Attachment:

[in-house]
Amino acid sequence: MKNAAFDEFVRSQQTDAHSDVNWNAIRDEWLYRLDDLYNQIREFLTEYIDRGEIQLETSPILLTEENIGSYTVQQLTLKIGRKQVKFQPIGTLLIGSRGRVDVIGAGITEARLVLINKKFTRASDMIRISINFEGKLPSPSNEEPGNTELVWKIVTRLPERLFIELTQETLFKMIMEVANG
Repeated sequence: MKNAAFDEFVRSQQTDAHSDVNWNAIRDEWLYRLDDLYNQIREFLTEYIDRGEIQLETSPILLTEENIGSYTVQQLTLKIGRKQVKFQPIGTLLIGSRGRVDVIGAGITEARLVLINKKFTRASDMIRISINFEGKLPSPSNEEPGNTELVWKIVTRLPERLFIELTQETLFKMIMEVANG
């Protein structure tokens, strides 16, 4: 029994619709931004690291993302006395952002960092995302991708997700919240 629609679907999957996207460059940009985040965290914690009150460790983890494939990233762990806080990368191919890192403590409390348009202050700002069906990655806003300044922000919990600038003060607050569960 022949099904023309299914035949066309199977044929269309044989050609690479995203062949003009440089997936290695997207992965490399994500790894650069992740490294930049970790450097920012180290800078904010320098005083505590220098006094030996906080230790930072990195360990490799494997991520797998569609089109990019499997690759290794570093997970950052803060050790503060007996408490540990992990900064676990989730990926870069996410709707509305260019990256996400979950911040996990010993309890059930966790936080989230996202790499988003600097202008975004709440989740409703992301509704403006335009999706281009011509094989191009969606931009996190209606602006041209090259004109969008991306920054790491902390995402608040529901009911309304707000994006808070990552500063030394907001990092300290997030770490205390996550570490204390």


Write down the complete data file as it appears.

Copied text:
[in-house]
Amino acid sequence: MKNAAFDEFVRSQQTDAHSDVNWNAIRDEWLYRLDDLYNQIREFLTEYIDRGEIQLETSPILLTEENIGSYTVQQLTLKIGRKQVKFQPIGTLLIGSRGRVDVIGAGITEARLVLINKKFTRASDMIRISINFEGKLPSPSNEEPGNTELVWKIVTRLPERLFIELTQETLFKMIMEVANG
Repeated sequence: MKNAAFDEFVRSQQTDAHSDVNWNAIRDEWLYRLDDLYNQIREFLTEYIDRGEIQLETSPILLTEENIGSYTVQQLTLKIGRKQVKFQPIGTLLIGSRGRVDVIGAGITEARLVLINKKFTRASDMIRISINFEGKLPSPSNEEPGNTELVWKIVTRLPERLFIELTQETLFKMIMEVANG
């Protein structure tokens, strides 16, 4: 029994619709931004690291993302006395952002960092995302991708997700919240 629609679907999957996207460059940009985040965290914690009150460790983890494939990233762990806080990368191919890192403590409390348009202050700002069906990655806003300044922000919990600038003060607050569960 022949099904023309299914035949066309199977044929269309044989050609690479995203062949003009440089997936290695997207992965490399994500790894650069992740490294930049970790450097920012180290800078904010320098005083505590220098006094030996906080230790930072990195360990490799494997991520797998569609089109990019499997690759290794570093997970950052803060050790503060007996408490540990992990900064676990989730990926870069996410709707509305260019990256996400979950911040996990010993309890059930966790936080989230996202790499988003600097202008975004709440989740409703992301509704403006335009999706281009011509094989191009969606931009996190209606602006041209090259004109969008991306920054790491902390995402608040529901009911309304707000994006808070990552500063030394907001990092300290997030770490205390996550570490204390």